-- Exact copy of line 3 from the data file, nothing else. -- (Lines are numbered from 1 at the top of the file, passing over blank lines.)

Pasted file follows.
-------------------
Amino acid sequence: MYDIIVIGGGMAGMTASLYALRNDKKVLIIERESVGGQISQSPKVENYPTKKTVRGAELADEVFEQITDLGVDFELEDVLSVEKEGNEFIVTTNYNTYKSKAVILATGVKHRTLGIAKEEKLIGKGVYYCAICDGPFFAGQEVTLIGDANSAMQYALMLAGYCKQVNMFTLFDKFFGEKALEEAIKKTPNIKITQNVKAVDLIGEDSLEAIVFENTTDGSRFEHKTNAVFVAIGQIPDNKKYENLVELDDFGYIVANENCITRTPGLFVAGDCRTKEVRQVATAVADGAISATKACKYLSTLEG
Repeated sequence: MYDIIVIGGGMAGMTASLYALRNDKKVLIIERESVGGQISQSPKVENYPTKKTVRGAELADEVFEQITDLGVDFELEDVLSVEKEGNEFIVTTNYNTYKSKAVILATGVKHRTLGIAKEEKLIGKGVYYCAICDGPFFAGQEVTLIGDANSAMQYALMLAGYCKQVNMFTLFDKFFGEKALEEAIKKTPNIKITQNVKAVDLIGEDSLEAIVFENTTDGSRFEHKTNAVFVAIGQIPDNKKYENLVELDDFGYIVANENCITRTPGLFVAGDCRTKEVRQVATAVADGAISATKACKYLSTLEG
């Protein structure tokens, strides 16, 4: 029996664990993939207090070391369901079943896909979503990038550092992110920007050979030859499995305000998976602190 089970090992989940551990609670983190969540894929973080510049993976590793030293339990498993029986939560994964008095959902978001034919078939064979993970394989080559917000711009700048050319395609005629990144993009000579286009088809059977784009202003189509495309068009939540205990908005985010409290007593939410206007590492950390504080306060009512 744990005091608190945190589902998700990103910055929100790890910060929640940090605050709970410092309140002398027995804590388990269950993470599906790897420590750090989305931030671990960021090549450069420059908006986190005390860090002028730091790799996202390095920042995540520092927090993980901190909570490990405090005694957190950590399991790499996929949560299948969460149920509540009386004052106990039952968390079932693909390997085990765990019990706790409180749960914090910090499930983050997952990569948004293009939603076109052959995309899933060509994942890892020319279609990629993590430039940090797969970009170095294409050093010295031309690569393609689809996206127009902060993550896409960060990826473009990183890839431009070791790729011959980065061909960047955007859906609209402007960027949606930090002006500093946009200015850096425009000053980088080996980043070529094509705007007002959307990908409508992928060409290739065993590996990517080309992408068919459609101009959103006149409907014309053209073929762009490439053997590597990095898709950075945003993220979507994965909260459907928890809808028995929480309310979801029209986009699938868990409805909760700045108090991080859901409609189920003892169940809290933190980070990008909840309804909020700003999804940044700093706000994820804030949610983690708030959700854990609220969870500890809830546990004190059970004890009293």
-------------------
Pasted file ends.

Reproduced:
């Protein structure tokens, strides 16, 4: 029996664990993939207090070391369901079943896909979503990038550092992110920007050979030859499995305000998976602190 089970090992989940551990609670983190969540894929973080510049993976590793030293339990498993029986939560994964008095959902978001034919078939064979993970394989080559917000711009700048050319395609005629990144993009000579286009088809059977784009202003189509495309068009939540205990908005985010409290007593939410206007590492950390504080306060009512 744990005091608190945190589902998700990103910055929100790890910060929640940090605050709970410092309140002398027995804590388990269950993470599906790897420590750090989305931030671990960021090549450069420059908006986190005390860090002028730091790799996202390095920042995540520092927090993980901190909570490990405090005694957190950590399991790499996929949560299948969460149920509540009386004052106990039952968390079932693909390997085990765990019990706790409180749960914090910090499930983050997952990569948004293009939603076109052959995309899933060509994942890892020319279609990629993590430039940090797969970009170095294409050093010295031309690569393609689809996206127009902060993550896409960060990826473009990183890839431009070791790729011959980065061909960047955007859906609209402007960027949606930090002006500093946009200015850096425009000053980088080996980043070529094509705007007002959307990908409508992928060409290739065993590996990517080309992408068919459609101009959103006149409907014309053209073929762009490439053997590597990095898709950075945003993220979507994965909260459907928890809808028995929480309310979801029209986009699938868990409805909760700045108090991080859901409609189920003892169940809290933190980070990008909840309804909020700003999804940044700093706000994820804030949610983690708030959700854990609220969870500890809830546990004190059970004890009293």